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Air New Zealand needs a Plan B

Air New Zealand needs a Plan B

The withdrawal of United Airlines from the Auckland - Los Angeles route is a timely reminder market competition can lead to both cuts and expansion of capacity to satisfy supply and demand, the Employers & Manufacturers Association (Northern) says.

"United Airlines withdrawal means Air New Zealand and Qantas can expect demand for their services to pick up in the short term," said EMA's chief executive Alasdair Thompson.

"However other carriers such American Airlines or British Airways could enter the US leg to capture some of the freight and passenger demand vacated by United, and this would be more likely if Air New Zealand failed to retain competitive rates.

"Hence keeping air line routes contestable is very important.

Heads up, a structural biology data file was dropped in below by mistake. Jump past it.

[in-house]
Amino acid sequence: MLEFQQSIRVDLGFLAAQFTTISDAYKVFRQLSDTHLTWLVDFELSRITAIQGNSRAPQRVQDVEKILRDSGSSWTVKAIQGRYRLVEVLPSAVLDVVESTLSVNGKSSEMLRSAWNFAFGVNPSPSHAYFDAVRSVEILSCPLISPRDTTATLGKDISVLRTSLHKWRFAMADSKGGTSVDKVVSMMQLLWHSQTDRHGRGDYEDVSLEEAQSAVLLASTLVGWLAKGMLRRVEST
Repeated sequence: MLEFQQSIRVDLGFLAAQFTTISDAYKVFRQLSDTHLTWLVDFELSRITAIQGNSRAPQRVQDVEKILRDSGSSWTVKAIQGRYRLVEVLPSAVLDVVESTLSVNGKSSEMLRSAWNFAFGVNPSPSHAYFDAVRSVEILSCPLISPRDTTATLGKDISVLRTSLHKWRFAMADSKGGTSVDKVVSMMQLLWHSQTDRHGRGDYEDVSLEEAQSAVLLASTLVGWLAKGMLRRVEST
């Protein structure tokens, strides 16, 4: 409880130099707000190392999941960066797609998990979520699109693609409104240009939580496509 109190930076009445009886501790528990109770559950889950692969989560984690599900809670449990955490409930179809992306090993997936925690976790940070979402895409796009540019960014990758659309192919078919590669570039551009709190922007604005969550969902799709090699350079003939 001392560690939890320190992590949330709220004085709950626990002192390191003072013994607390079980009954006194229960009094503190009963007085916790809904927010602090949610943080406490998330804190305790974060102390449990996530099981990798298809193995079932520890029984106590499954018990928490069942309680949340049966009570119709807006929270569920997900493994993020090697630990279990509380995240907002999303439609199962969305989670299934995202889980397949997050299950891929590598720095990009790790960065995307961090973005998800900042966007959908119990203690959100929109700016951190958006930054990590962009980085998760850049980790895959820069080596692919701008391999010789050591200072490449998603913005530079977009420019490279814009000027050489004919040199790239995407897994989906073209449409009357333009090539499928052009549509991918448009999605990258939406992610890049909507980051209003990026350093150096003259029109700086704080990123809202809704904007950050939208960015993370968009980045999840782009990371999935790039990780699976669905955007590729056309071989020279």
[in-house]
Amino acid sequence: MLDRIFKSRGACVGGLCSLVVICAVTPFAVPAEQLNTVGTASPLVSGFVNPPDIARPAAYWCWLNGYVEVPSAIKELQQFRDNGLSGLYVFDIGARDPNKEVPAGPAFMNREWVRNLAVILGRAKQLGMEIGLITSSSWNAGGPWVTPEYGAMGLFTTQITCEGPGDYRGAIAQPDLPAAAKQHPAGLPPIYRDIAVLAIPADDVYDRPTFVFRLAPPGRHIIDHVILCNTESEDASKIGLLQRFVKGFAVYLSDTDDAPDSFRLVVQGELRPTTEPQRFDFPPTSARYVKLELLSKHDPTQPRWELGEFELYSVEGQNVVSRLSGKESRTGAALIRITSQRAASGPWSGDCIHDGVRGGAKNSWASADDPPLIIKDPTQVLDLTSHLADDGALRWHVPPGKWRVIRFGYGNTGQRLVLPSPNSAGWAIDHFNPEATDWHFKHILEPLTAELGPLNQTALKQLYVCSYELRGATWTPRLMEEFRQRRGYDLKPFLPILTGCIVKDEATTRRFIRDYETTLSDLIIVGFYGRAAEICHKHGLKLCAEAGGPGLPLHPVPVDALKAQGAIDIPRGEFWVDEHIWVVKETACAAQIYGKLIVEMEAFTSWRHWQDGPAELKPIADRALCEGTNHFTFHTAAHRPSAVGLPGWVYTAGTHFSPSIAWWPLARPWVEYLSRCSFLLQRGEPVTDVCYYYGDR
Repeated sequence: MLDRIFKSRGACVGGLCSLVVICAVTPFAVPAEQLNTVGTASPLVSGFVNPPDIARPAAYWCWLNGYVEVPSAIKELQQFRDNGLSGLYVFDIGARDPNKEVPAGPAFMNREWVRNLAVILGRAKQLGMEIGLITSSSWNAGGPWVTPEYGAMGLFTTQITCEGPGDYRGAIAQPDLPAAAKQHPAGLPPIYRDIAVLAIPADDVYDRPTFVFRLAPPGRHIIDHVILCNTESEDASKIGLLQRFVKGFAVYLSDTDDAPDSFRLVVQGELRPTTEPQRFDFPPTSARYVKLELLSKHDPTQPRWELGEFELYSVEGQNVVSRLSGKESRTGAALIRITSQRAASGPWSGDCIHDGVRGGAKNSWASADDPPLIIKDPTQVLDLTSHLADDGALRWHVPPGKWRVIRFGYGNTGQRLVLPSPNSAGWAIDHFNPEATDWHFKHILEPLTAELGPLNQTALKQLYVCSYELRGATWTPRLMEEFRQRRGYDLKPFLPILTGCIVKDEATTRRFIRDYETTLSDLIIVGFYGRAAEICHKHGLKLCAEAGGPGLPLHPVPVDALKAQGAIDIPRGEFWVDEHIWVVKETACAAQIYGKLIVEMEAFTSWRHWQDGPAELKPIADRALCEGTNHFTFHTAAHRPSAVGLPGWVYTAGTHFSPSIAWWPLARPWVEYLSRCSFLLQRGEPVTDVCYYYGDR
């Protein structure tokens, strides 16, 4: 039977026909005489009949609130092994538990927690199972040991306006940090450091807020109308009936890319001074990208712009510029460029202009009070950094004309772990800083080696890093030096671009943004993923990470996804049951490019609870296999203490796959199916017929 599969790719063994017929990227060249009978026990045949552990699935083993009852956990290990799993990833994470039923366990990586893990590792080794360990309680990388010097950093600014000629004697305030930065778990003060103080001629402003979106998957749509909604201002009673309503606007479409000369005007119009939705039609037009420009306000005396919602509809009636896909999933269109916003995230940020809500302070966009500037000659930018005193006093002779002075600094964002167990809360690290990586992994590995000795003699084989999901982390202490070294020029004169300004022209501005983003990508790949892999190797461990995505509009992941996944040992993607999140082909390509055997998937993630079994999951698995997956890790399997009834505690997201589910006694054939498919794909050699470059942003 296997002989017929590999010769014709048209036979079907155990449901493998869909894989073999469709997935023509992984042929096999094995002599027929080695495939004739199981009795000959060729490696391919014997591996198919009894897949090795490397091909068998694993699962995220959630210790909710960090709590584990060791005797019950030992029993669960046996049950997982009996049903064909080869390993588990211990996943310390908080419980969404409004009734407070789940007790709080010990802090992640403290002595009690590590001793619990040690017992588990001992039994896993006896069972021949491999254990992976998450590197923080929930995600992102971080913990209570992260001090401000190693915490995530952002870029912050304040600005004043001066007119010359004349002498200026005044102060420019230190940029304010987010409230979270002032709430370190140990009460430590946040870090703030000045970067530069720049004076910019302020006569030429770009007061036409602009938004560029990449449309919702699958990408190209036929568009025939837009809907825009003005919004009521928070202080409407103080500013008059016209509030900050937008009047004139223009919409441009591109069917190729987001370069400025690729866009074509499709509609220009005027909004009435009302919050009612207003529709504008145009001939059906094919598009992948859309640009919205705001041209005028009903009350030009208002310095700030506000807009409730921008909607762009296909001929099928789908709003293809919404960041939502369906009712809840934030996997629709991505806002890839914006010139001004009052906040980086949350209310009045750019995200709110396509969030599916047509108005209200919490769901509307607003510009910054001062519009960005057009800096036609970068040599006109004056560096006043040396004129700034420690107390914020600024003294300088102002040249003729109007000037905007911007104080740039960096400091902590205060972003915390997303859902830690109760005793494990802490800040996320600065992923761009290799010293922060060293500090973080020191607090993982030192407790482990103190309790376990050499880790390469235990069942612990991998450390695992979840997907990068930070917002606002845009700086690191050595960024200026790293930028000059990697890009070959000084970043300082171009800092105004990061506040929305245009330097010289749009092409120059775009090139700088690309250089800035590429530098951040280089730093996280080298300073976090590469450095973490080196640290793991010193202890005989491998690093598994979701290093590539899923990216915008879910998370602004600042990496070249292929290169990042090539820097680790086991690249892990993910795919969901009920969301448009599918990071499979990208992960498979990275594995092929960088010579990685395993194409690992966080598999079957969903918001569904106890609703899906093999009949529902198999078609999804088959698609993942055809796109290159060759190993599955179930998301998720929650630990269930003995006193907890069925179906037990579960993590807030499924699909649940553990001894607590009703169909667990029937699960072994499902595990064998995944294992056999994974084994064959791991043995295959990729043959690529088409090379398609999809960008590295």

"Of more concern for our tourism and air freight dependent traders is the development of a Plan B for Air New Zealand for two to three years time. At the moment there isn't one.

"If the world economy fails to lift, and Air New Zealand fails to attract sufficient capital to maintain its international operations its demise as an international airline is on the cards.

"The deal with Qantas is an interim step towards the longer term stability of Air New Zealand though still subject to the approval of our Commerce Commission and the Australian Competition and Consumer Commission (ACCC), which is likely to be tougher than our regulators.

"Even assuming the deal with Qantas is approved, which is by no means certain, Air New Zealand still needs Plan B for its mid term sustainability to reassure investors in our tourism and air cargo industries."

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